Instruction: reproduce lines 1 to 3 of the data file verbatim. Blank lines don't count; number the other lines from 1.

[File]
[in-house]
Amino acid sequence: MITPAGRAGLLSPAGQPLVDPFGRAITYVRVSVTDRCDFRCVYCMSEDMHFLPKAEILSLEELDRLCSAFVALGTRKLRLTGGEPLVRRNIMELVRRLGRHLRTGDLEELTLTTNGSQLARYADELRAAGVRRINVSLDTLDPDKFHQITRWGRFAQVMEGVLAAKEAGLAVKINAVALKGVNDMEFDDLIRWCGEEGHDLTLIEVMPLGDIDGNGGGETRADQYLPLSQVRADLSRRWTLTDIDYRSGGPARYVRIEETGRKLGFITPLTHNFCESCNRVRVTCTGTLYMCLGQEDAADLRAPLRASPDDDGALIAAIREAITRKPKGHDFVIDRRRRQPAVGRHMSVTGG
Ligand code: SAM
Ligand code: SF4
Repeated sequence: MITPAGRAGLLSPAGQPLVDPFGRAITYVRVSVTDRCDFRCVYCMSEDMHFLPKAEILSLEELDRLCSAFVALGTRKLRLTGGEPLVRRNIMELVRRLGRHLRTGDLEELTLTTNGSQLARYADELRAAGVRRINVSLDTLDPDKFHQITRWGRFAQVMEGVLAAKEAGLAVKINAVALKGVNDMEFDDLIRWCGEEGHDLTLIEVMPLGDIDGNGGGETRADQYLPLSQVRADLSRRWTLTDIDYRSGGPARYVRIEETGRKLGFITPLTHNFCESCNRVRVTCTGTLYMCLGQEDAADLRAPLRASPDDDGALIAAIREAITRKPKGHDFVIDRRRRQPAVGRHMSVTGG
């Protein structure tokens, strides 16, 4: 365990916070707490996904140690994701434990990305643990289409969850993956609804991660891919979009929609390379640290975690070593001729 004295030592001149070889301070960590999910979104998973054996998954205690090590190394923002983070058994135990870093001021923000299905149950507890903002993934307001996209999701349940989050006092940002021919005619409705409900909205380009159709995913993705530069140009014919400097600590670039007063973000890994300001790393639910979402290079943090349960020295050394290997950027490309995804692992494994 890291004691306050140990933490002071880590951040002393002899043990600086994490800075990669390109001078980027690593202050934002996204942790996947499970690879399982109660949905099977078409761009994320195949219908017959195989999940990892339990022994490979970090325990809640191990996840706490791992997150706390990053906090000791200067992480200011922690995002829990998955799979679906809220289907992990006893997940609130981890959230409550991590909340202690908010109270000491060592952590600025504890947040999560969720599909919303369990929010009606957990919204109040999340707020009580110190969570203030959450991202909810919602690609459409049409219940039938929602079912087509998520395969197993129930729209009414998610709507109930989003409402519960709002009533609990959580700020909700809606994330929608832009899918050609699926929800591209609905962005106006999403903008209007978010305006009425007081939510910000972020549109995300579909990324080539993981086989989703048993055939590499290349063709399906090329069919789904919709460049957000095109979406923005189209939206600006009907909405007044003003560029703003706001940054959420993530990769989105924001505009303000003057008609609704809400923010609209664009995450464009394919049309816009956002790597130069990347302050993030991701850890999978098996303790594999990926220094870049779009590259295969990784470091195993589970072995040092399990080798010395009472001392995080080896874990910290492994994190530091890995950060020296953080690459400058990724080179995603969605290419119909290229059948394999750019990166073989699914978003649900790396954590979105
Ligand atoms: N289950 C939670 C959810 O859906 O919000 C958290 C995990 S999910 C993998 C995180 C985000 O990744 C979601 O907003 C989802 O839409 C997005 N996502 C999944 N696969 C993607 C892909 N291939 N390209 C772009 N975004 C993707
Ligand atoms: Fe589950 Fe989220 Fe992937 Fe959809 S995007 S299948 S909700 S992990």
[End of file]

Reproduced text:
[in-house]
Amino acid sequence: MITPAGRAGLLSPAGQPLVDPFGRAITYVRVSVTDRCDFRCVYCMSEDMHFLPKAEILSLEELDRLCSAFVALGTRKLRLTGGEPLVRRNIMELVRRLGRHLRTGDLEELTLTTNGSQLARYADELRAAGVRRINVSLDTLDPDKFHQITRWGRFAQVMEGVLAAKEAGLAVKINAVALKGVNDMEFDDLIRWCGEEGHDLTLIEVMPLGDIDGNGGGETRADQYLPLSQVRADLSRRWTLTDIDYRSGGPARYVRIEETGRKLGFITPLTHNFCESCNRVRVTCTGTLYMCLGQEDAADLRAPLRASPDDDGALIAAIREAITRKPKGHDFVIDRRRRQPAVGRHMSVTGG
Ligand code: SAM